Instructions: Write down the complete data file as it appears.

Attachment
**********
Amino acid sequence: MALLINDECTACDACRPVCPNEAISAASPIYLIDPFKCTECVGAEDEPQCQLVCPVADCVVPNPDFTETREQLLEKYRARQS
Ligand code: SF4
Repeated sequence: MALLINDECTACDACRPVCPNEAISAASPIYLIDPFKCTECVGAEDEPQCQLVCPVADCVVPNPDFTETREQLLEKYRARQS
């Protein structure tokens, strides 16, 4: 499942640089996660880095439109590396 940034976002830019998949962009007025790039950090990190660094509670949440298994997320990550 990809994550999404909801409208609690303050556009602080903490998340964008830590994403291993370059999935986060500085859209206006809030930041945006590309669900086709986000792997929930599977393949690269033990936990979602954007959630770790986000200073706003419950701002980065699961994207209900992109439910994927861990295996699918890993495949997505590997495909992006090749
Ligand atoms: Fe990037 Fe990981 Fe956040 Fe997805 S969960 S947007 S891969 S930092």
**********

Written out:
Amino acid sequence: MALLINDECTACDACRPVCPNEAISAASPIYLIDPFKCTECVGAEDEPQCQLVCPVADCVVPNPDFTETREQLLEKYRARQS
Ligand code: SF4
Repeated sequence: MALLINDECTACDACRPVCPNEAISAASPIYLIDPFKCTECVGAEDEPQCQLVCPVADCVVPNPDFTETREQLLEKYRARQS
């Protein structure tokens, strides 16, 4: 499942640089996660880095439109590396 940034976002830019998949962009007025790039950090990190660094509670949440298994997320990550 990809994550999404909801409208609690303050556009602080903490998340964008830590994403291993370059999935986060500085859209206006809030930041945006590309669900086709986000792997929930599977393949690269033990936990979602954007959630770790986000200073706003419950701002980065699961994207209900992109439910994927861990295996699918890993495949997505590997495909992006090749
Ligand atoms: Fe990037 Fe990981 Fe956040 Fe997805 S969960 S947007 S891969 S930092």